What comes through is the sense that labels — and even the artist’s own intentions for their songs – are only useful insofar as they help you articulate yourself. Defining queerness matters far less than community — the shared experiences between those who seek joy, to build oases of possibility within a world that often still feels hostile to our existence.

I ask the two how they feel about the current wave of queer, often femme-leaning indie/pop artists — King Princess, Snail Mail, Mitski et al — if they feel a sense of solidarity, and if it even is a movement at all. Naomi responds, quickly and thoughtfully, “That’s a super interesting question. We definitely feel a kinship with other queer people. We are three queer people who found each other, and were like, ‘thank god I am meeting you, I am seeing myself mirrored in you.’

“There is such a legacy with queer communities and an attachment to escapist pop music, because of the difficulties that folks are faced with in their daily lives.”

“And I think folks who are queer or non-binary, or belonging to any kind of marginalised gender or identity – we feel a sense of community with all those people, and we love to see other queer folks win. But with regards to other artists, we stan everyone. I’m not a girl, but girl bands — seeing people win really does just feel good, and makes us want to go hard too.

“We’ve been a band for such a long time – we’re going on almost 10 years of putting music, which is wild. And we’ve seen the culture shift so much. I can only imagine how Tegan and Sara feel, having been the band that they’ve been for so long. And [we’re] seeing a radical shift in the way that queer people are perceived, and allowed into certain spaces. So we want to retain a political integrity, whilst knowing that queerness is marketable now.”

I offer the thought that it feels like a wave that’s yet to crest. Millennial and Gen-Z LGBTIQ+ artists have already made plenty of amazing music, but the potential is even greater. Naomi agrees enthusiastically, “100 percent. It’s only gonna get better. We want it all to change and get more radical.”

What We Want

On MUNA’s social media bios, they call themselves “the greatest band in the world”. Tongue-in-cheek as that may be, it is a fact — at least insofar as they’re the own greatest band in the world for themselves. Katie, Naomi, and Josette make music, and represent themselves, in a way that’s completely authentic to them — that’s undeniable.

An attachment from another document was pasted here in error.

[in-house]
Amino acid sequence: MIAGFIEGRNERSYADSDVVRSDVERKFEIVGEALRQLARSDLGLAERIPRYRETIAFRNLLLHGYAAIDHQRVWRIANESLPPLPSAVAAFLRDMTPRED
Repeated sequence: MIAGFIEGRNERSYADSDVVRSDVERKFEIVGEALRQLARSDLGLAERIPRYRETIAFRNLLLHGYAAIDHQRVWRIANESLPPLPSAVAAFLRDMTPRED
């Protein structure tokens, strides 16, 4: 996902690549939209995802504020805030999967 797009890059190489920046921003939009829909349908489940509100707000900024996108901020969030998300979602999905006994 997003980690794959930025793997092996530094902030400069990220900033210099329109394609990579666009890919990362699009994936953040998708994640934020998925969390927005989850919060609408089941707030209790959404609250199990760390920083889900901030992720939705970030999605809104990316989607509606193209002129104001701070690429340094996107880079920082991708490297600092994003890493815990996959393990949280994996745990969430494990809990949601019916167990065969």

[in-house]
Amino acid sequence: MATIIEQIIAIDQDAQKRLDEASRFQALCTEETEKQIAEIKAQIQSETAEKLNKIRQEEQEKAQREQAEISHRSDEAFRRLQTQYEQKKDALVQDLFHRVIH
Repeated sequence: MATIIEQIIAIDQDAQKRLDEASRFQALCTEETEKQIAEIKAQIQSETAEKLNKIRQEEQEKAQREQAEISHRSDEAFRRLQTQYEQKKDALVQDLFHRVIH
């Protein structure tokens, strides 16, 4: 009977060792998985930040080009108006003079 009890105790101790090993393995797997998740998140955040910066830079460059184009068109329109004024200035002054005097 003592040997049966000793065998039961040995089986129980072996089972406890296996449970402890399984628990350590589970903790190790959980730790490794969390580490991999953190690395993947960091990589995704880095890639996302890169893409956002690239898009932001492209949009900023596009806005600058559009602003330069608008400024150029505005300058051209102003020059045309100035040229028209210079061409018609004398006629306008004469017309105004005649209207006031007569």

Queer art is, perhaps by necessity, about both affirmation and aspiration. It’s about finding comfort in your identity, but also desiring to be more — both within yourself, and as a human in the world. What we want is who we are.

To be queer, or even just to listen to MUNA’s music and empathise with a queer perspective, is to understand that our truths aren’t inherited — they’re learned, nurtured, and have been fought for in blood. The more progressive society becomes, the more we reach for true queer liberation — the more women’s, queer and trans rights have come under attack, especially in the US. It’s hard not to be worried.

But in response, we build community. We become more aware of our place, responsibilities, and paths to enact change within the world.

Which brings us back to the start of our interview, when I ask the band how they are now, compared to at the start of the pandemic. Naomi says, “I feel like everyone has had a very transformative past few years, due to the amount of introspection we were forced to do, the awful circumstances of the reality that we live in. I know that there’s political turmoil everywhere — but obviously such consistent political turmoil over here. I think everyone had an existential crisis during 2020.

“I think we are always in the process of realising things about our lives, and trying to further actualise the type of people that we want to be in this world, based on the knowledge that we’re getting just from living.

“But also, it was really an interesting time to make a record, and [it] taught us a lot. I think we’ve learned a ton about the kind of band that we want to be, and how we enjoy making music. Having to persevere through all the stuff that we’ve been faced with as a band, I think has strengthened our bond and our friendship. We’re just happy to be alive and healthy, and have made a piece of art that we feel proud of. It’s been a crazy couple of years, though, for sure.”


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Kristen S. Hé is an artist and award-winning journalist. She tweets at @kristenisshe.

Photo Credit: Isaac Schneider